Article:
Fletcher H. McDowell 1923–2017
Fletcher H. McDowell, MD, died at his home in New York City on April 23, 2017. He was 93 years old.
Fletcher graduated from Dartmouth College and then from Cornell Medical School in 1947. He continued training in medicine there and at Stanford, returning to neurology residency with Harold Wolff at Cornell. He then joined the Army Medical Corps and was chief of neurology at army hospitals in Bad Kanstadt and Landstuhl, Germany, for 2 years. After discharge, he went to Queen’s Square for a year and returned to New York in the mid 50s. Wolff appointed him chief of the Cornell Neurological Service at Bellevue Hospital. There he became involved with studies of stroke diagnosis and prevention and also with new treatments for Parkinson’s disease. When the Bellevue service folded into one academic line, he returned to Cornell and became the director of the Burke Rehabilitation Hospital. This brief appreciation mentions some pillars in a life of achievement, but only partly describes the man.
He was a founding editor of this journal, Stroke. With Clarke Milliken and Irving Wright in 1971 and a cast of neurological and neurosurgical luminaries from the Stroke Council of the American Heart Association, he particularly appreciated the need for a new outlet that would consolidate stroke manuscripts for a growing focused group of investigators. Thanks in large part to Milliken’s efforts, when Fletcher took over in 1978, the “child had passed infancy...” and in Stroke, under his direction, there were nearly 150 articles per year from investigators from all over the world. He organized over a dozen Princeton Conferences, with Milliken, for the purpose of presenting new information and research about stroke, developing consensus positions for diagnosis and treatment, and giving voice to the improved neuroimaging methods for determining cerebral blood flow and its relationship to cerebral metabolism especially during ischemia.1,2 Coupled with an interest in platelet aggregation inhibitors, his recognition of the possibility for improving cerebral flow and reversing ischemia was prescient given our current age of tissue plasminogen activator and more aggressive invasive clot-busting procedures.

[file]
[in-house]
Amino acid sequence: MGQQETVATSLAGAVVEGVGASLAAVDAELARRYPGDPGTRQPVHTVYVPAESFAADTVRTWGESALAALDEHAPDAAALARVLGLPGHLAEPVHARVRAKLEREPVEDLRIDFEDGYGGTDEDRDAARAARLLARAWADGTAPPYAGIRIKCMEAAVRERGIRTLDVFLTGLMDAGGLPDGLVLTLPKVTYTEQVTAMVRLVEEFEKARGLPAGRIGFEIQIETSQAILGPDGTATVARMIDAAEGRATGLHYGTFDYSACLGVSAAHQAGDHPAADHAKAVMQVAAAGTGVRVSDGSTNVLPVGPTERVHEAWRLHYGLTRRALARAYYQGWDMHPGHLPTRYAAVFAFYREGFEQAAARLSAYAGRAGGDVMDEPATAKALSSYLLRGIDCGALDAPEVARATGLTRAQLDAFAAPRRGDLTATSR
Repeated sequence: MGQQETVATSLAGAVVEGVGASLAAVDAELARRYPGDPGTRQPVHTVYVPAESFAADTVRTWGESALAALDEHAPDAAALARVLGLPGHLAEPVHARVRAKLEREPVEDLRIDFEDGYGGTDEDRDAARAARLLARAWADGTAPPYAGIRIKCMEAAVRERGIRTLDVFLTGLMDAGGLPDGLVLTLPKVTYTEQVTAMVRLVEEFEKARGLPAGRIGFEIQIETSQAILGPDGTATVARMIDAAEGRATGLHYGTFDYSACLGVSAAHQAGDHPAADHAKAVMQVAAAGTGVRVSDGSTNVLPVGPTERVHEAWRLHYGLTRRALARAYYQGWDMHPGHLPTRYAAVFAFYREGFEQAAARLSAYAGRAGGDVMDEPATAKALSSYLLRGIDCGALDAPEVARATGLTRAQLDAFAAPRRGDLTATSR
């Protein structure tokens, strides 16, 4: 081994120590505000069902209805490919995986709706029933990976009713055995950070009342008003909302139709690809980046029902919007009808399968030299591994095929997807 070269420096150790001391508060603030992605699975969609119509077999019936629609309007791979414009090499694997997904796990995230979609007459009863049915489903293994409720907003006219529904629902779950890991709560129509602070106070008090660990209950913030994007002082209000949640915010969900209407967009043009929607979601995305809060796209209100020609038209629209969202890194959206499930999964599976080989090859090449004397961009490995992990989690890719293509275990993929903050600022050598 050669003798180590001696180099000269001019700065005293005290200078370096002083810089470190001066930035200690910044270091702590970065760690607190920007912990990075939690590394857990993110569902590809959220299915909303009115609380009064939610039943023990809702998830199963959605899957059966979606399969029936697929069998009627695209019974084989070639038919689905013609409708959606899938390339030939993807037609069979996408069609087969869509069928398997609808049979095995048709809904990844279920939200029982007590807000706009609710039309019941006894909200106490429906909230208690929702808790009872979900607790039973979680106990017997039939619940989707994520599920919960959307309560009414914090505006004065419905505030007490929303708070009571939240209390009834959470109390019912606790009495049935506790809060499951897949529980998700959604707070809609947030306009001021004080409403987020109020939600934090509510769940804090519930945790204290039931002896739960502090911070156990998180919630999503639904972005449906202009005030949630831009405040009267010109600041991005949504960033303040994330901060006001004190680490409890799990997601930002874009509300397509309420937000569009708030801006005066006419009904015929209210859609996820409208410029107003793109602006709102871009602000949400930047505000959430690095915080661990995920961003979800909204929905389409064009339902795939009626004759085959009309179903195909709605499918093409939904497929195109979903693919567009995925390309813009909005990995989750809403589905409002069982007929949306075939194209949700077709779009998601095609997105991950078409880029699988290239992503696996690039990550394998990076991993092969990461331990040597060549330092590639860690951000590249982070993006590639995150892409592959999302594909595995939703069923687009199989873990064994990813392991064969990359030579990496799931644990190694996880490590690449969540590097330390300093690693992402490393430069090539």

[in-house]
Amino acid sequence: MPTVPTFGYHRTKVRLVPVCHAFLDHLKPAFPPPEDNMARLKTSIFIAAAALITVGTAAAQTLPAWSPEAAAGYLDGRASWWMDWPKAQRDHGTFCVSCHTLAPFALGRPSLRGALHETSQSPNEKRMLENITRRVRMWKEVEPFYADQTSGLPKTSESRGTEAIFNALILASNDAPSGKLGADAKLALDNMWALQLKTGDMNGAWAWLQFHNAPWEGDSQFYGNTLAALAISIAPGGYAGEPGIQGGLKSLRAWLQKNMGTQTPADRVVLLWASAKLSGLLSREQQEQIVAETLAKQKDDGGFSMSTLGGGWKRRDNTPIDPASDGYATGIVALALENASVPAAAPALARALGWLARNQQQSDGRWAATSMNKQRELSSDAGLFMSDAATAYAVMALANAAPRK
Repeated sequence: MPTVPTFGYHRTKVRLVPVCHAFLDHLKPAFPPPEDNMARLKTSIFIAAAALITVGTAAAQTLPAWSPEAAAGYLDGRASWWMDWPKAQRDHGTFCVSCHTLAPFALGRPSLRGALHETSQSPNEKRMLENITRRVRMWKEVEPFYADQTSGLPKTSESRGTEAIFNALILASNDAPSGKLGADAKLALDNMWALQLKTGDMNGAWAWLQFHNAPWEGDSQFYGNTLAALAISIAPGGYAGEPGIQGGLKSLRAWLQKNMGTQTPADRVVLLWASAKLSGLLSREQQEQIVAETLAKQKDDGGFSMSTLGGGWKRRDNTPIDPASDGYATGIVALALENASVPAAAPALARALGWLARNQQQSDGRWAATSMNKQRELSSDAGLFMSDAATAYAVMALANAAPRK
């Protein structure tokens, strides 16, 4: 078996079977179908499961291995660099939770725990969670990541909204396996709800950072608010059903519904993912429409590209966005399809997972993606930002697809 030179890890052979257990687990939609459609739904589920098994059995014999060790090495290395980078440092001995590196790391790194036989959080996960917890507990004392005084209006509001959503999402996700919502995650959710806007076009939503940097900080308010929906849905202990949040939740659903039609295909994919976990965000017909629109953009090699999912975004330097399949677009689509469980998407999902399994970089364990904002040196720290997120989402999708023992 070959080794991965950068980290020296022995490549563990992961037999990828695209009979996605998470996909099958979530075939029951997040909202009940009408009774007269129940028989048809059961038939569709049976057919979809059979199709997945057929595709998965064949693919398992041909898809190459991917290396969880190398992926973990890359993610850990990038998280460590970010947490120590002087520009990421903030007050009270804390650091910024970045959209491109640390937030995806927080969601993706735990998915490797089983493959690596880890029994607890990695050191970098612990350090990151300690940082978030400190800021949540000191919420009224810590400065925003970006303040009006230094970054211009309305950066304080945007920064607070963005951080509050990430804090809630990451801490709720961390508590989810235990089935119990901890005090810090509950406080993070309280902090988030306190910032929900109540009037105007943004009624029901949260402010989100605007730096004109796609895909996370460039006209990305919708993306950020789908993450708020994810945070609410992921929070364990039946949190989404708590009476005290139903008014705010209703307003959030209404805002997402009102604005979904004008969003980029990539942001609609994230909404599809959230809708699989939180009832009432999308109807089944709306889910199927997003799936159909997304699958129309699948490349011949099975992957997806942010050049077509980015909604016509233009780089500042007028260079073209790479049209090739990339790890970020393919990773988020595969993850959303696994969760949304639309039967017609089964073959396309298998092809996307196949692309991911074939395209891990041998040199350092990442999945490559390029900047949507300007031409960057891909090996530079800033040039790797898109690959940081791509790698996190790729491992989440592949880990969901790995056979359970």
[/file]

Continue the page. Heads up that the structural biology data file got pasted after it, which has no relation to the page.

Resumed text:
He actually came to study cerebrovascular disorders after making remarkable contributions to the first medical management of Parkinson’s disease. Fletcher and his group recognized the brilliance of George Cotzias’ observation that patients with Parkinson’s disease tolerated a slow titration of l-DOPA (L-3,4-dihydroxyphenylalanine).3 This led him to instigate a clinical trial, the results of which would irrevocably alter the treatment, and more, alter the way we think about degenerative neurological conditions.4,5 These studies were followed by the recognition that motor response fluctuations were related to plasma l-DOPA concentrations,6 carbidopa increased the effectiveness of l-DOPA,7 sustained release l-DOPA preparations would enhance mobility for some,8 and nearly all patients with Parkinson’s disease would develop cognitive impairment.9